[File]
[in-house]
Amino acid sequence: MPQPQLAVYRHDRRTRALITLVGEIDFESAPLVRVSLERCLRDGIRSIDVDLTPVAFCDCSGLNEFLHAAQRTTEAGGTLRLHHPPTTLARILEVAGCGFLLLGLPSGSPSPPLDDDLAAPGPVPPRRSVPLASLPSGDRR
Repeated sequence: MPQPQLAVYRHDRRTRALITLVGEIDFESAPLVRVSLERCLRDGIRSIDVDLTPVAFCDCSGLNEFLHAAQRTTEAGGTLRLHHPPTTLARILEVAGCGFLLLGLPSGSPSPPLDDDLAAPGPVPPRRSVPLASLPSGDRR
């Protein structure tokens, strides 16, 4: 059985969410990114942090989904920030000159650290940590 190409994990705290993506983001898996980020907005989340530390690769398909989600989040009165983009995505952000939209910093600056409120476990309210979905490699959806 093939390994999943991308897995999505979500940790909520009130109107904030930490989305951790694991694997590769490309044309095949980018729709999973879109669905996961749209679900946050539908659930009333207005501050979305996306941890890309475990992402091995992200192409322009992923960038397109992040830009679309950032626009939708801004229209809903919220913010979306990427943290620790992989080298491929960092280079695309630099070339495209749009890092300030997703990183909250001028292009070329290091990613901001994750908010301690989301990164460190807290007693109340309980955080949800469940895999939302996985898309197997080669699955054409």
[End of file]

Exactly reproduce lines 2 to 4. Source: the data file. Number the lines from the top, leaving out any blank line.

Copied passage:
Amino acid sequence: MPQPQLAVYRHDRRTRALITLVGEIDFESAPLVRVSLERCLRDGIRSIDVDLTPVAFCDCSGLNEFLHAAQRTTEAGGTLRLHHPPTTLARILEVAGCGFLLLGLPSGSPSPPLDDDLAAPGPVPPRRSVPLASLPSGDRR
Repeated sequence: MPQPQLAVYRHDRRTRALITLVGEIDFESAPLVRVSLERCLRDGIRSIDVDLTPVAFCDCSGLNEFLHAAQRTTEAGGTLRLHHPPTTLARILEVAGCGFLLLGLPSGSPSPPLDDDLAAPGPVPPRRSVPLASLPSGDRR
């Protein structure tokens, strides 16, 4: 059985969410990114942090989904920030000159650290940590 190409994990705290993506983001898996980020907005989340530390690769398909989600989040009165983009995505952000939209910093600056409120476990309210979905490699959806 093939390994999943991308897995999505979500940790909520009130109107904030930490989305951790694991694997590769490309044309095949980018729709999973879109669905996961749209679900946050539908659930009333207005501050979305996306941890890309475990992402091995992200192409322009992923960038397109992040830009679309950032626009939708801004229209809903919220913010979306990427943290620790992989080298491929960092280079695309630099070339495209749009890092300030997703990183909250001028292009070329290091990613901001994750908010301690989301990164460190807290007693109340309980955080949800469940895999939302996985898309197997080669699955054409």